The Sunday Gospel
Fr Silvester O’Flynn OFM Cap.
I will always remember the first time I had to preach to a Sunday Mass congregation. All the prayers at Mass were then in Latin which very few understood, and the priest had his back to the people most of the time. I turned around to face the people for the sermon. The Gospel reading (Mark 6:30-34) was the one we have today. What struck me most was where Jesus looked with compassion on the people because they were like sheep without a shepherd, and he set himself to teach them at some length. Was this for me an inkling of what my future should be like, looking at people with compassion and guiding them with the light of God’s word? Fifty-five years later I think I wouldn’t get great marks in compassion but I’d be happy enough in sharing God’s word. That’s enough about me.
Come away and rest a little
Last Sunday our Gospel was about Jesus sending out the apostles in pairs for their first experience of preaching and healing. It was a great success. Obviously, they were over the moon with excitement, thrilled at the success of all they had done and taught. They could not wait for their next mission. How surprised they must have been when Jesus, instead of sending them out, did the exact opposite. They were so busy that they scarcely had time to eat. “You must come away to some lonely place by yourselves and rest a little.” There must be a balance between activity and restfulness, between involvement with people and being alone.
There are two ways of being alone: loneliness or solitude. Loneliness is the empty way of being alone: it is an emptiness which cries out for friendship. Solitude, on the other hand, creates a space for growth, for development in creativity and serenity. Above all, solitude creates more space for God in our lives – “Be still and know that I am God.”
Near restful waters he leads me
The responsorial psalm today is the beautiful shepherd-psalm. I love the image of the restful waters. In the land of the Bible, sheep pastured on the rocky mountainsides, allowing the fertile lowlands for crops and vines. In contrast to other animals, sheep need very little water. Apparently, they cannot drink from the swiftly flowing water of the mountain streams, so the shepherd has to find a still pool or create one with a dam of stones.
The flowing water is an image of our busy time. Although God is everywhere, we find it hard to drink of the divine presence if the pace is hectic. We need the pool of still time, the quiet corner, the period of solitude. It is there that our drooping spirit is revived. Unless we regularly come apart, we run the risk of being torn apart.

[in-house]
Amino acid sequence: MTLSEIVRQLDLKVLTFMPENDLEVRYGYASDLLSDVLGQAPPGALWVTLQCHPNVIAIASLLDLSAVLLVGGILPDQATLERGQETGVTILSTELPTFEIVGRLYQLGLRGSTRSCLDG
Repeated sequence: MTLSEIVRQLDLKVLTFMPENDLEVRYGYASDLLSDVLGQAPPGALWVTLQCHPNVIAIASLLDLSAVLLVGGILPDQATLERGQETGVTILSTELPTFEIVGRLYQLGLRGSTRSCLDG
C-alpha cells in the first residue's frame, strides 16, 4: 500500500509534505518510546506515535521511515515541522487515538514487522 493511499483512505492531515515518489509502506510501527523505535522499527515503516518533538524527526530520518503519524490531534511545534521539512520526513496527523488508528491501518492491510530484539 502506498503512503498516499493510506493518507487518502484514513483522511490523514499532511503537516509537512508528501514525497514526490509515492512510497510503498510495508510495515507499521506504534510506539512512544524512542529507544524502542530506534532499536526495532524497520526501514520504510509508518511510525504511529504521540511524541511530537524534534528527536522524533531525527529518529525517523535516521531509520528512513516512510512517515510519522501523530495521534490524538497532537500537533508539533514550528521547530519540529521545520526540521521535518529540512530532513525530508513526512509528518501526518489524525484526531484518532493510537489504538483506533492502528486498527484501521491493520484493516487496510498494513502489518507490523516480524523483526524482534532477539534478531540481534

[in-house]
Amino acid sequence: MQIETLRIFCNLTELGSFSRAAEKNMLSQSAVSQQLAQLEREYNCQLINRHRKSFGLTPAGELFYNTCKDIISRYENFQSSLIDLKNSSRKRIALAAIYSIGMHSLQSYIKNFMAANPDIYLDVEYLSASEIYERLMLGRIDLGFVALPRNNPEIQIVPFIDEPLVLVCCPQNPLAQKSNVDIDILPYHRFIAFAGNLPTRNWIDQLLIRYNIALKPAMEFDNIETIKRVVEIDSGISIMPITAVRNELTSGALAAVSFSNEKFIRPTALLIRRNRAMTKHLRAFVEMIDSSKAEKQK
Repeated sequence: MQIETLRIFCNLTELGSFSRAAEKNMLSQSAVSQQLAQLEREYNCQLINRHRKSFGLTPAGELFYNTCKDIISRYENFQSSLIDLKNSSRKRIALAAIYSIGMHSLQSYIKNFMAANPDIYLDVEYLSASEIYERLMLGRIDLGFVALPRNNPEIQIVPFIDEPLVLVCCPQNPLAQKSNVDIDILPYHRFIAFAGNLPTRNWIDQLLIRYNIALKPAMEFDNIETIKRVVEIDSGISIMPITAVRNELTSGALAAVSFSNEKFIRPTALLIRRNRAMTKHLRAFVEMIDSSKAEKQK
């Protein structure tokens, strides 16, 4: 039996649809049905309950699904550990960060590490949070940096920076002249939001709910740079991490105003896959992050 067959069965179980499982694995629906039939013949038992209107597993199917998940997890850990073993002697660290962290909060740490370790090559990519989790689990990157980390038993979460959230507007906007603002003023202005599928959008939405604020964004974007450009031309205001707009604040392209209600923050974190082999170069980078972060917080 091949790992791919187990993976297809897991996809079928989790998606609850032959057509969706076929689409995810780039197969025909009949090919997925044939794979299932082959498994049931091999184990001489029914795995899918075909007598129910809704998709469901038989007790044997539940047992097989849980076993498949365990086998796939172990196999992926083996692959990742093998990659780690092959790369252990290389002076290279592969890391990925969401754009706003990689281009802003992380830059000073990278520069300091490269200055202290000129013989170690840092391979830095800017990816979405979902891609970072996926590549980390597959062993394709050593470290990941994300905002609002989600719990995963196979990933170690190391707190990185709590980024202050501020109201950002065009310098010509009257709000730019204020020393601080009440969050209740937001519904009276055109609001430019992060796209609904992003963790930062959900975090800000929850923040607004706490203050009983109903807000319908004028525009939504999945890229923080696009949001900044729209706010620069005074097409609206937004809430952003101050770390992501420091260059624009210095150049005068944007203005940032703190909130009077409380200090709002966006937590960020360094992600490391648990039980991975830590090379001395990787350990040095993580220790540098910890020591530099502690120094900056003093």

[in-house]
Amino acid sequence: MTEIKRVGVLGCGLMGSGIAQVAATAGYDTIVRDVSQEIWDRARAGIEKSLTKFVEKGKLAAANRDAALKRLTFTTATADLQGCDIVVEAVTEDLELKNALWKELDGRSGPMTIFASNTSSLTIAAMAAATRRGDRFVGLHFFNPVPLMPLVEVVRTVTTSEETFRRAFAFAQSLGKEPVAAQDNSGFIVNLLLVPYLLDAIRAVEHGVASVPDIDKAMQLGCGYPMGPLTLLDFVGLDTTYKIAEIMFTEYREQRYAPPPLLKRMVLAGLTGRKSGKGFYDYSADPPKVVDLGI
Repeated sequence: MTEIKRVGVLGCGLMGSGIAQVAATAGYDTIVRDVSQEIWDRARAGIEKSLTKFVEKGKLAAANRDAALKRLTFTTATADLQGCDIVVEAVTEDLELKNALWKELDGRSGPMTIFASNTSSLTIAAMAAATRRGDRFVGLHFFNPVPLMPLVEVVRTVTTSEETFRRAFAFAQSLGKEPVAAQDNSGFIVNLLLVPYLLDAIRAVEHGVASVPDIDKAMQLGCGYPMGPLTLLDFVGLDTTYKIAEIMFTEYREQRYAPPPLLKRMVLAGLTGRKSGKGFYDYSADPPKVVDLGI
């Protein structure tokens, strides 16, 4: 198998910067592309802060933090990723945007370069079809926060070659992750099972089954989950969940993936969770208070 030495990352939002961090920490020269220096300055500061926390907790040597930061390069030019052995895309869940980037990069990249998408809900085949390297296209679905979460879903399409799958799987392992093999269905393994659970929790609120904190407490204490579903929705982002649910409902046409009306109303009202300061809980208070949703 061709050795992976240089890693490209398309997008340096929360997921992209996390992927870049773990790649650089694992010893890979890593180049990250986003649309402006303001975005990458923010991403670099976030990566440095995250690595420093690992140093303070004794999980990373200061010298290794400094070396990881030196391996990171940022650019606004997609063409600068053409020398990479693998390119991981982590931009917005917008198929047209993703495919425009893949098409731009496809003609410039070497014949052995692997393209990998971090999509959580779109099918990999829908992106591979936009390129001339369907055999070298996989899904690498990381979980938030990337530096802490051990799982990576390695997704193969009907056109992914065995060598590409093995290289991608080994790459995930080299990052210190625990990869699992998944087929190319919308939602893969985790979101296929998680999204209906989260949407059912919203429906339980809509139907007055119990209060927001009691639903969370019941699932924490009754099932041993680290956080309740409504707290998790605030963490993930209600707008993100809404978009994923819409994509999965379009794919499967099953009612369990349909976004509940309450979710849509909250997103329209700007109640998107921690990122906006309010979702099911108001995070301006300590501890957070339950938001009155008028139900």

He guides me along the right path
It sometimes happens that our best made plans go astray. When Jesus and his disciples reached the place intended for their quiet retreat, they found the area packed with people seeking Jesus. Being a man of deep peace, he was not upset when his plan had to be changed. When he looked at the people, he took pity on them because they were like sheep without a shepherd, and he set himself to teach them at some length. Once more he was fulfilling the role of the good shepherd. “He guides me along the right path, he is true to his name.” The time we come apart, our moments of solitude offer the ideal space for listening to the guidance of God’s word in sacred scripture. What is Jesus saying to me? Is he consoling me, challenging me, directing my way or instructing me? Many false shepherds are leading people down the wrong road today. The good shepherd is the true guide. He is the way, the truth and the life.
They had no time even to eat
Life is hectic and loud today. We ask ourselves where has the week gone? It’s July already, half the year has gone! The pace, pressure, productivity and profitability of business leave very little time for family, friends, fantasy and leisure. When busy-ness takes over, even recreation is called a work-out. And a work-out it is for the walker or jogger who is bossed by the stop-watch and every step is counted by the odometer. Is there space for the mind to listen to the chirping of a bird, to catch the scent of a hidden flower, to hear the gurgling of a stream or to be startled by a shaft of sunlight through the trees. Leisurely exercise feeds all the senses. I thank you, Lord, for the wonders of all your creation.
Little things can mean a lot, like having a meal with others instead of a snack alone. Sitting at a table instead of standing at a counter, using a teapot instead of bag-in-cup, placing a saucer under a cup.
What the world needs most of all are people of vision, contemplatives and people of true holiness to restore the big picture of life.
“They were like sheep without a shepherd, so he set himself to teach them at some length.”
Be still and know that I am God.
Give yourself the gift of time and space where you can listen to God.
Gaze at the face of Jesus as he looks at us with compassion.
Allow yourself to be loved by God.